Taser International Inc. is not liable for the death of a 16-year-old Michigan boy soon after he was struck in the chest by two taser darts shot by a police officer, resulting in cardiac arrest, a federal appeals court ruled on Friday.
The 2-1 decision by the 6th U.S. Circuit Court of Appeals in Cincinnati was a defeat for Cora Mitchell, whose son Robert died on April 10, 2009 after a Warren, Michigan police officer struck him with electronically charged darts from his X26 taser, after a chase on foot into an abandoned home in nearby Detroit.
Taser’s electrical weapons are popular with police, and the Scottsdale, Arizona-based company said more than 18,000 law enforcement agencies have bought them since 1994. Critics say the weapons are susceptible to misuse.
Cora Mitchell said Taser should have warned police that using the X26 could cause cardiac arrest, and that its training program negligently assured users about the device’s safety.
Writing for the appeals court majority, however, Circuit Judge Jeffrey Sutton called the alleged risk “speculative,” and said a company “does not have a duty to warn of all theoretically possible dangers.”
He also said the negligence claim must fail because an independent contractor had trained Warren police on the X26, and Taser had no “perpetual duty” to warn about the potential risks.
The decision upheld a lower court ruling.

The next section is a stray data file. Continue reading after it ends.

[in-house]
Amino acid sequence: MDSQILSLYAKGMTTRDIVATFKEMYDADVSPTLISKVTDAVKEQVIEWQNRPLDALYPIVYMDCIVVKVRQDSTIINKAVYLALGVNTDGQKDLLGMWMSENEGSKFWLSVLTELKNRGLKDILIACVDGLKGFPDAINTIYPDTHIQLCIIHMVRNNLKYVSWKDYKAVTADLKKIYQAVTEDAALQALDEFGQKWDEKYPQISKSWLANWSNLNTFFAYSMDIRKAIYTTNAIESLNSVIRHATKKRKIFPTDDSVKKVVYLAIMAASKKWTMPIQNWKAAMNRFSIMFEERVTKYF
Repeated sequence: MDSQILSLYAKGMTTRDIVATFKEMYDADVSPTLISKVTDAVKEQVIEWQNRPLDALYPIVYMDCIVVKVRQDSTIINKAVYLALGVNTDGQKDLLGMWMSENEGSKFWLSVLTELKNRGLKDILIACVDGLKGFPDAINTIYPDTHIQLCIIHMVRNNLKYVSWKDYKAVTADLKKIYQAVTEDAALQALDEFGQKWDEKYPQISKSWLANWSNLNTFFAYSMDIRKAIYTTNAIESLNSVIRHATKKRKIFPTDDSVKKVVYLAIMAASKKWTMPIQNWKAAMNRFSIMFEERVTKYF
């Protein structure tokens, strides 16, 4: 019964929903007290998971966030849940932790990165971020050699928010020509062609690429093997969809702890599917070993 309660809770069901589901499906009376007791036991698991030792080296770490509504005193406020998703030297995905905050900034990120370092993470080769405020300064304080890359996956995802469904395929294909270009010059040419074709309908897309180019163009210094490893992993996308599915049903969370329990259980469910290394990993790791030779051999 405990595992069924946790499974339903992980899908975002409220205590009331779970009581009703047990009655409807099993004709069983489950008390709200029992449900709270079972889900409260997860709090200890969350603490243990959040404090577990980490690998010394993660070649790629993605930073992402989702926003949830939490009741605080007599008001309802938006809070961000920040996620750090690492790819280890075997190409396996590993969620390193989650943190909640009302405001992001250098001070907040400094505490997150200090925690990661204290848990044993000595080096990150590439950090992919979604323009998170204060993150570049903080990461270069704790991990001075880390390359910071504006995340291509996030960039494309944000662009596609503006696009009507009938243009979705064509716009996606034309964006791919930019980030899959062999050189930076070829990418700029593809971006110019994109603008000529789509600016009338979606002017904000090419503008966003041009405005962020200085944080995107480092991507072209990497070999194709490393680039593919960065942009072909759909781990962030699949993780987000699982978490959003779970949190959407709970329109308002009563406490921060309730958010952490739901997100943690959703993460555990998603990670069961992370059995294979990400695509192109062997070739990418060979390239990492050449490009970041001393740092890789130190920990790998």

Circuit Judge Bernice Bouie Donald dissented, saying there were unanswered questions about the extent of Taser’s duty to warn about the X26’s risks prior to selling the device.
“We’re terribly disappointed in the decision,” Bill Goodman, a lawyer for Cora Mitchell, said in a telephone interview. “It has basically bought into Taser’s propaganda, that Taser had no information that its product could cause injury or death.”
Goodman said his client may ask the full appeals court to review the case.
Taser spokesman Steve Tuttle said the decision showed that “litigation against Taser based on speculative medical causation theories and mere possibilities, instead of probabilities, will not suffice.”
Cora Mitchell also sued Warren and several police officers over her son’s death, and settled for undisclosed terms.
The case is Mitchell v. Taser International Inc., 6th U.S. Circuit Court of Appeals, No. 14-2075.
(Reporting by Jonathan Stempel in New York; Editing by Frances Kerry)
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